On day 4 we came across a single vehicle accident in the middle of nowhere. Brian, one of the tourists, is a paramedic in the real world and stopped to give assistance. Roadside memorials appeared quite regularly, giving an indication of the local driving standards. Later that day Mark and Mandy hit a llama, bringing the back-up van and trailer into play until the forks and radiator could be repaired. Unfortunately Brian wasn’t able to help the llama.
Next day saw some serious climbing to reach Potosi in Bolivia, the old silver mining city that financially supported the Spanish Empire during the 16th and 17th centuries, and is almost 4,200m above sea-level. (Geoff was told that it was the highest city in the world, but it's not; there are actually quite a few above this! Elwyn).
The following day was a rest day, spent exploring the city and the silver mines. And here I am, all dressed up for a day’s work in the silver mines! It is said that more than 1 million workers died in the mines and refining plants, and I was having so much trouble breathing at that altitude I felt I would have added to the statistic if I performed any physical exertion.
After Potosi, we rode another fabulous smooth, winding road to Uyuni. (It’s hard to see in this photo, being shrunk down to fit into the story on the page here, but the road comes in from the centre / left of the photo, then winds its way through the break between the mountains. Elwyn).
This part of the trip included an afternoon ride on the 12,000km² Salar de Uyuni saltflats. What an experience riding flat out with your eyes closed! (Because there was nothing around them, they were invited by the tour guides to ride with their eyes closed, just to enjoy that experience. Elwyn).
Unfortunately the smooth salt flats didn’t prepare us for the 200km of unsealed road the next day, including sandy tracts and the inevitable llama roadblocks as we headed towards Oruro. I dropped the bike twice in sandy patches, so was quite chuffed to get through a river crossing where a four-wheel-drive had stalled. Next day we continued on to La Paz, and had time in the afternoon to wander around and do the tourist thing. (La Paz is the starting-point for what has become known as “The most dangerous road in the world.” Elwyn).
Thanks to national bureaucracy, we had to return to Peru via the same border crossings we entered each country, necessitating 2 days of approximately 500km each day. The photo shows part of the winding road from Arica to Puno. Fortunately the roads and the scenery kept the riding interesting.
Less fortunate was the front tyre blow-out on one of the bikes, putting pillion Joanne in hospital with ankle injuries and both Jim and Joanne out of the tour. Thanks again to Brian for his paramedic training.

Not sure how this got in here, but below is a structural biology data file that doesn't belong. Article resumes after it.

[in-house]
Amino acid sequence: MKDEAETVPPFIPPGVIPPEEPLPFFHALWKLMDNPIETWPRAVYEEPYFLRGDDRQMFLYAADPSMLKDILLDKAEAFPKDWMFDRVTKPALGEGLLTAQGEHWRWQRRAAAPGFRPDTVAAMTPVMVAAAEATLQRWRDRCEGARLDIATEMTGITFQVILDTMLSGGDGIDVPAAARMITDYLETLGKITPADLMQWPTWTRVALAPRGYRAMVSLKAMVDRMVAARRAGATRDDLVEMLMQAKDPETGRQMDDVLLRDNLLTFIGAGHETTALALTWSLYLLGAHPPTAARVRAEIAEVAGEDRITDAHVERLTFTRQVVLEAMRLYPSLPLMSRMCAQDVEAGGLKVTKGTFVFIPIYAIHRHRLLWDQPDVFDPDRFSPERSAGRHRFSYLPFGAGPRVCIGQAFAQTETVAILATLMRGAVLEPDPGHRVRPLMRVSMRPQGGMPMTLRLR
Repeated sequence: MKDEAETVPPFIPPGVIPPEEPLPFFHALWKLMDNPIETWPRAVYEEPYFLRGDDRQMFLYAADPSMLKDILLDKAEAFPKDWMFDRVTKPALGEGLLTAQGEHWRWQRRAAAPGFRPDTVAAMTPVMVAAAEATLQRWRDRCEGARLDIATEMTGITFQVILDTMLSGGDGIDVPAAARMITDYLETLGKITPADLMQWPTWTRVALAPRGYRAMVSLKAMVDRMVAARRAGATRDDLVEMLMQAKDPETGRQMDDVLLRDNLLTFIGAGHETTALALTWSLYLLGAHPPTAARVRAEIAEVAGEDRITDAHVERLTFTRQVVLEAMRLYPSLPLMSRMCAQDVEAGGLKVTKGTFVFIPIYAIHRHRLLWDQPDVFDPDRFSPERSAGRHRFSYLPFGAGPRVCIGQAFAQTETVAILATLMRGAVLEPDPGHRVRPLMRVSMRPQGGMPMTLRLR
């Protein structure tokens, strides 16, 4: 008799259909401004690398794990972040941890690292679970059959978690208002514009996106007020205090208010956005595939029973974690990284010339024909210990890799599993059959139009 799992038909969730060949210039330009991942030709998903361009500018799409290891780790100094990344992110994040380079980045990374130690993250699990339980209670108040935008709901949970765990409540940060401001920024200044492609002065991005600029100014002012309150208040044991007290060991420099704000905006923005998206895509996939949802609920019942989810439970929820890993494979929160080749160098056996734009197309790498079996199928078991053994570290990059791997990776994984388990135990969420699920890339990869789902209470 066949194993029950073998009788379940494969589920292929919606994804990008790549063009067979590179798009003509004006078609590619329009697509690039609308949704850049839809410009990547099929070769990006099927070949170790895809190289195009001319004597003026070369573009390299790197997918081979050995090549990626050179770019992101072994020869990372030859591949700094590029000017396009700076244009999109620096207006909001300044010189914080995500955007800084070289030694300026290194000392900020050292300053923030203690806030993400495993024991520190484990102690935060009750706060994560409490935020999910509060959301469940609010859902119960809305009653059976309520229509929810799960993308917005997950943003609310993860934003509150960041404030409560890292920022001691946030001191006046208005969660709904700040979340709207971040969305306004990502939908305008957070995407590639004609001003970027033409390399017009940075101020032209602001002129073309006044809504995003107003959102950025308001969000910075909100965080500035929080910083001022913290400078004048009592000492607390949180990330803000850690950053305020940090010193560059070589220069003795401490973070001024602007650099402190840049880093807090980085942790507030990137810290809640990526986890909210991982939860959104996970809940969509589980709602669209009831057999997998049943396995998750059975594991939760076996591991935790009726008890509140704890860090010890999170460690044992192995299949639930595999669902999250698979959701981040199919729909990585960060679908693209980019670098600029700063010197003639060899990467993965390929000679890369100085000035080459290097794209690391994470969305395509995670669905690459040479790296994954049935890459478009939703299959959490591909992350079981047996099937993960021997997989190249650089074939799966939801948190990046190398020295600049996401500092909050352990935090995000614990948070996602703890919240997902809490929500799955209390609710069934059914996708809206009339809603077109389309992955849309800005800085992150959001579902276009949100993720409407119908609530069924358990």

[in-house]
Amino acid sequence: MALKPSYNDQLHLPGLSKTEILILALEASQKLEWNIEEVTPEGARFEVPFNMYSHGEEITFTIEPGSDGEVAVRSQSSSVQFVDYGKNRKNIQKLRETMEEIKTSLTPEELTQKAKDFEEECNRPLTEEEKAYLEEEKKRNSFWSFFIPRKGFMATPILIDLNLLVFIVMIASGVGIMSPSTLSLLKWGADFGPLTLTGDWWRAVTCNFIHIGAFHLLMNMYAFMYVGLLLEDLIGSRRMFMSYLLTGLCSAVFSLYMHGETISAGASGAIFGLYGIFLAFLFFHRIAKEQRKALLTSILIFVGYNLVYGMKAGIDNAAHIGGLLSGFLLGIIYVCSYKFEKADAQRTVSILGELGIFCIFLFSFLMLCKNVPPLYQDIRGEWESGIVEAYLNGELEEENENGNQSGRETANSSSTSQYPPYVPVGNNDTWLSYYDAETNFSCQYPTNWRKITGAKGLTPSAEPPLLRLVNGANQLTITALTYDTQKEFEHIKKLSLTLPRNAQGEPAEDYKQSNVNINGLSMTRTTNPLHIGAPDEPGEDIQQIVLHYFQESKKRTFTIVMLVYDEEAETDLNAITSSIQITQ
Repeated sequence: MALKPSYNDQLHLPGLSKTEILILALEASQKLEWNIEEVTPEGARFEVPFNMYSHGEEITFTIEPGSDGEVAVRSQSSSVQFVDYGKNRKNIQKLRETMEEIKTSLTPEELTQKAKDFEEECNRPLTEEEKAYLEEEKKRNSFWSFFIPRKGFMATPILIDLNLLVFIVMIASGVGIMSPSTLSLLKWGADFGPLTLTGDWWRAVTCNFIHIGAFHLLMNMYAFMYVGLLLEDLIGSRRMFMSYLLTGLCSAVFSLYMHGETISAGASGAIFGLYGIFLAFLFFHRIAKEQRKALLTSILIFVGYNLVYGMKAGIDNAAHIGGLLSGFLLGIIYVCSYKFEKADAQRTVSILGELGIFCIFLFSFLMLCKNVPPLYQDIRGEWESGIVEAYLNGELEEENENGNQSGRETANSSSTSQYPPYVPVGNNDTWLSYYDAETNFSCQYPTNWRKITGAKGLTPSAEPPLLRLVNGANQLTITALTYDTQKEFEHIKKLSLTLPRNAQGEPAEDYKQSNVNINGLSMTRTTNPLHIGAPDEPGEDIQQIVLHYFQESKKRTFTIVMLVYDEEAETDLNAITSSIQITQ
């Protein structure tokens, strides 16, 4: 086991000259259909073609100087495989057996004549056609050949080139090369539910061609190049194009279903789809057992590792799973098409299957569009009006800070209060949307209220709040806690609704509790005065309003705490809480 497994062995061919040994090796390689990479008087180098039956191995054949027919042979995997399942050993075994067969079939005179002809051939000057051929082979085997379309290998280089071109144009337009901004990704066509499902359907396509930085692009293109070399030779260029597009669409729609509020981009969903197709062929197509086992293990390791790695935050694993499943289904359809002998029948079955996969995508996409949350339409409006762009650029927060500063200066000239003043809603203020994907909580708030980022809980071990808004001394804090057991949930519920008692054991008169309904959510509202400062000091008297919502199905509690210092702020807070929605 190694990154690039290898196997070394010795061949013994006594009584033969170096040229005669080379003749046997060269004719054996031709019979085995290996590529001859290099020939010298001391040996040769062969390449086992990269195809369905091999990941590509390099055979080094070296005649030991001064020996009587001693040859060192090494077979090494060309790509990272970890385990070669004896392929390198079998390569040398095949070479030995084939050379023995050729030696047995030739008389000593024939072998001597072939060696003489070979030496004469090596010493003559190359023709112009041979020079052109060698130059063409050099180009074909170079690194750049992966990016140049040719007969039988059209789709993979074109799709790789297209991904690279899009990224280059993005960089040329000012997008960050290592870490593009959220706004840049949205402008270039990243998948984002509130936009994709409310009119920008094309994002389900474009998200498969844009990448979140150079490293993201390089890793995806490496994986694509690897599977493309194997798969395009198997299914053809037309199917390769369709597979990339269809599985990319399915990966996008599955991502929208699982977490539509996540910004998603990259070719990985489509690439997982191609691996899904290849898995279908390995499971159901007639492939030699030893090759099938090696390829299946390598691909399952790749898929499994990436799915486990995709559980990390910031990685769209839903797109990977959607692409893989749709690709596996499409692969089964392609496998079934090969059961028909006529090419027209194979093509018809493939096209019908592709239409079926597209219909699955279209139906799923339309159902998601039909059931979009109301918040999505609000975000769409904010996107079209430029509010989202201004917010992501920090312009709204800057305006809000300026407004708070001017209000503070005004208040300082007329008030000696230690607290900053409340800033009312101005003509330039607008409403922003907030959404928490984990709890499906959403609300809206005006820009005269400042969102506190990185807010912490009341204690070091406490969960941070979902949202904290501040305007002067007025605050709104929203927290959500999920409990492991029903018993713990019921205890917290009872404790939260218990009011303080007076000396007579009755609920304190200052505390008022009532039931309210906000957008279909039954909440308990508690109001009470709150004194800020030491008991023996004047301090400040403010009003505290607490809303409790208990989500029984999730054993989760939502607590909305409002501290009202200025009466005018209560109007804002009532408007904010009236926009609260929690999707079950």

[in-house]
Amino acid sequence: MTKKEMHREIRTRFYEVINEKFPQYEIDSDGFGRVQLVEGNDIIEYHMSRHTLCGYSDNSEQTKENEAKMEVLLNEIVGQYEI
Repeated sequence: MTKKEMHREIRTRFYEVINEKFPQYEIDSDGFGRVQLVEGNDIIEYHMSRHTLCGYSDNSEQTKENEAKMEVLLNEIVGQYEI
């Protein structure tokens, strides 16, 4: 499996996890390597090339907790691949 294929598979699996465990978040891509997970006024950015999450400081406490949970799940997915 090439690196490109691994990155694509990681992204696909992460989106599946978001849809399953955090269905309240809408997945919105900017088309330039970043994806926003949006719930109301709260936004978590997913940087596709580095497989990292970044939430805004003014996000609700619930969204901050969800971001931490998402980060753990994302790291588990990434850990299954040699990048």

Day 11 saw us back in Peru at Puno on the shores of Lake Titicaca (pictured left). (This is, in terms of volume of water, the largest lake in South America. Elwyn).
A short cruise on the lake to one of the floating reed islands the following morning, with the obligatory purchase of tourist trinkets, then on to more mountainous roads towards Cusco, ancient capital of the Incas.
Unfortunately we came across another accident involving a local biker, with probable serious consequences due to no safety helmet.
Cusco is a very interesting city, with the Spanish architects exerting their authority by constructing their important buildings on top of the original Inca building foundations. The importance of both the Inca and the Spanish buildings can be determined by the quality of the stone work. As with all cities we visited, Cusco is built around the Plaza de Armas, and as usual the Cathedral was the most imposing of all the buildings. We had our second rest day here, although a walking tour through the city and some souvenir shopping was hardly restful at that altitude. (3,395m. Elwyn).
Cusco is also the main starting point for Andes trekking tours and Machu Picchu, and the number of foreign tourists was significantly greater than we had encountered elsewhere. (According to one report I read, it attracts about 2 million tourists each year. Elwyn).
Day 14 took us closer to Machu Picchu, riding through the Sacred Valley of the Incas, and side-tracking on unsealed roads to Inca ruins at Moray and a salt extraction plant at Salineras, before reaching our destination of Ollantaytambo. This town has significant Inca ruins but is relatively unheralded.
Next morning was a 4:30am start for the 1½ hour train and ½ hour bus trips to Machu Picchu.
What a spectacular site! Photos don’t do the ruins justice, and the size of the city and quality of the stone work has to be seen to be appreciated.
We were fortunate to have very pleasant weather (not too hot, not too misty) and the early start gave us good access and photo opportunities before the crowds arrived.